Location: Halifax Nova Scotia Canada

Narrative of Robert Eastburn – Indian Captivities

A Faithful Narrative of the Many Dangers and Sufferings, as well as wonderful and surprising deliverances, of Robert Eastburn, during his late captivity among the Indians. Written by Himself. Published at the earnest request of many persons, for the benefit of the Public. With a recommendatory Preface by the Rev. Gilbert Tennent. Psalms 24, 6, 7, and 193, 2, 4. Philadelphia: Printed. Boston: Reprinted and sold by Green & Russell, opposite the Probate Office in Queen street, 1753. Preface Candid Reader: The author (and subject) of the ensuing narrative (who is a deacon of our church, and has been so

The Citadel at Halifax, Nova Scotia

The province of Acadia had been in English possession for nearly half a century when, in 1749, the powers that were in the Mother Country decided that Annapolis, the little gamecock city of the peninsula, whose history went back to 1605, was not a fitting place for the capital of the province. Its harbor, while beautiful and secure, was not large enough for the purposes that England had in mind; moreover, it was on the western side of the peninsula, so that to get to it from Europe one must pass around Cape Sable and up the foggy Bay of

Biography of Roderick H. Tait

Roderick H. Tait, president of the Tait & Nordmeyer Engineering Company of St. Louis, was born in Halifax, Nova Scotia, March 31, 1866, and is a son of George and Cynthia A. (Tupper) Tait. The father, now deceased, was a native of Scotland and a cabinet-maker by trade. During the last twenty years of his life he was a resident of Halifax. His wife, a native of Canada, was born in Nova Scotia, and is still living. Their family numbered nine children, five sons and four daughters, of whom Roderick H. was the third In order of birth. In the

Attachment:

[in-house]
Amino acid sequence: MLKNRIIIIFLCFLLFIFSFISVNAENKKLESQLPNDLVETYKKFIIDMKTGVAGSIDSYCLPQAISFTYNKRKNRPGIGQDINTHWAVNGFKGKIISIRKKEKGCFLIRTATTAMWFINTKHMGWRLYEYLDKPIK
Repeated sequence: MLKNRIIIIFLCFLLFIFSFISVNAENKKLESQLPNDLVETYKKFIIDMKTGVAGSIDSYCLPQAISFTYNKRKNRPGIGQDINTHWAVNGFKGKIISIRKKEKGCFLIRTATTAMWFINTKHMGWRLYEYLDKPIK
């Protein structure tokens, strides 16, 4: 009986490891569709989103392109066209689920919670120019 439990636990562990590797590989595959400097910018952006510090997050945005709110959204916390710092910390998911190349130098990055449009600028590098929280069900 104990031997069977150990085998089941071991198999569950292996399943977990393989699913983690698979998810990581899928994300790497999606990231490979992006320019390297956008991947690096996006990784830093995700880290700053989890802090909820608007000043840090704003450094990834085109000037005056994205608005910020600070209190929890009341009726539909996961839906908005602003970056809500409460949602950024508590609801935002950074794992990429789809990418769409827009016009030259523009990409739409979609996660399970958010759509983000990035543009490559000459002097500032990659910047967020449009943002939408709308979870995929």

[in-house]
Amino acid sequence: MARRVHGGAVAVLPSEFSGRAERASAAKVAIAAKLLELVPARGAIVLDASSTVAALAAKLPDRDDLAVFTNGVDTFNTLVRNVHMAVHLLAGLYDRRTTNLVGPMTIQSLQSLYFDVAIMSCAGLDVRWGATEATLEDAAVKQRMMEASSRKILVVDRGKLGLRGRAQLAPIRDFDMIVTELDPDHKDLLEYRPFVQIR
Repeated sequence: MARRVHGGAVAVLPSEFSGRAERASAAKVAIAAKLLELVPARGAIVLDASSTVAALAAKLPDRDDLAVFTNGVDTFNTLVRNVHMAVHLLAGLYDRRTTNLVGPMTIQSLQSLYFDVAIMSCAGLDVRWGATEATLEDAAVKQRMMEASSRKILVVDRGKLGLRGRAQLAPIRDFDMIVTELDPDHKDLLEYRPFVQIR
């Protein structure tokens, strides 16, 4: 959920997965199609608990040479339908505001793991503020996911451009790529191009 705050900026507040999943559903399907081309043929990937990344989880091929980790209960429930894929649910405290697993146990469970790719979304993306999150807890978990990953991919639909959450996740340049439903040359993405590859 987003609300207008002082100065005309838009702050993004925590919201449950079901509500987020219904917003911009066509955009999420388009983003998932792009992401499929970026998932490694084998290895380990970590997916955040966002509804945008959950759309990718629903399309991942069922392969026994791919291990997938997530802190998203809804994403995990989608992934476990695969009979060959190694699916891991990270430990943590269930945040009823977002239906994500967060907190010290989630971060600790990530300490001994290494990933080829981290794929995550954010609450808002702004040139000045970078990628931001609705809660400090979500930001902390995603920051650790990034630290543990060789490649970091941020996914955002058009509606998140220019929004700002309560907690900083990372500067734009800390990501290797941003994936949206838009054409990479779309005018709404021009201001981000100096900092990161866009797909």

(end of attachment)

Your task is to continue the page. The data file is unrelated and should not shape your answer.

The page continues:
Biography of Donald W. McLeod

Donald W. Mcleod is one of the prominent and well-known citizens of Riverside and has been identified with many of the leading public enterprises of the colony for the decade of years preceding 1890. Mr. McLeod is a native of Nova Scotia, born at Scotsburn, Pictou County, November 18, 1841. His parents, Duncan R. and Annie (Fraser) McLeod, were of Scotch descent. Mr. McLeod was reared upon his father’s farm, and early in life became familiar with the practical duties of farm life. He was given the advantages of a good education, and at nineteen years of age graduated at

Biography of Wellsford E. West

Among the horticultural industries well worthy of mention is that of Mr. West, conducted upon a twenty-acre tract, located on the west side of Magnolia avenue, between Jackson and Van Buren, about six miles south of Riverside. Mr. West came to this place in 1884, and in July of the next year purchased his present home, and entered upon horticultural pursuits. The place was planted with trees and vines and partially improved in buildings. He commenced a thorough cultivation and fertilization, and added to that a vigorous pruning systematically applied, that has produced wonderful results, and today his groves and

Aspenquid

Aspenquid. An Abnaki of Agamenticus, Maine, forming a curious figure in New England tradition. He is said to have been born toward the end of the 16th century and converted to Christianity, to have preached it to the Indians, traveled much, and died among his own people at the age of about 100 years. Up to 1775-76 Aspenquid’s day was celebrated in Halifax, Nova Scotia, by a clam dinner. He is said to be buried on the slope of Mt. Agamenticus, where he is reported to have appeared in 1682. He is thought by some to be identical with Passaconaway.

Biographical Sketch of Arthur J. Taylor

ARTHUR J. TAYLOR. – The subject of this sketch, whose portrait appears herein, was born in Staffordshire, England, on the 18th of August, 1857 When but two years of age his parents brought him to America, locating at Richmond, Virginia. Their residence there was but brief, as they soon removed to Halifax, Nova Scotia, perhaps anticipating the political troubles of the next few years. When but a boy of twelve, Arthur came West, upon his own responsibility, to the Red River of the North, where he lived until 1884. His next move, in April of that year, made him a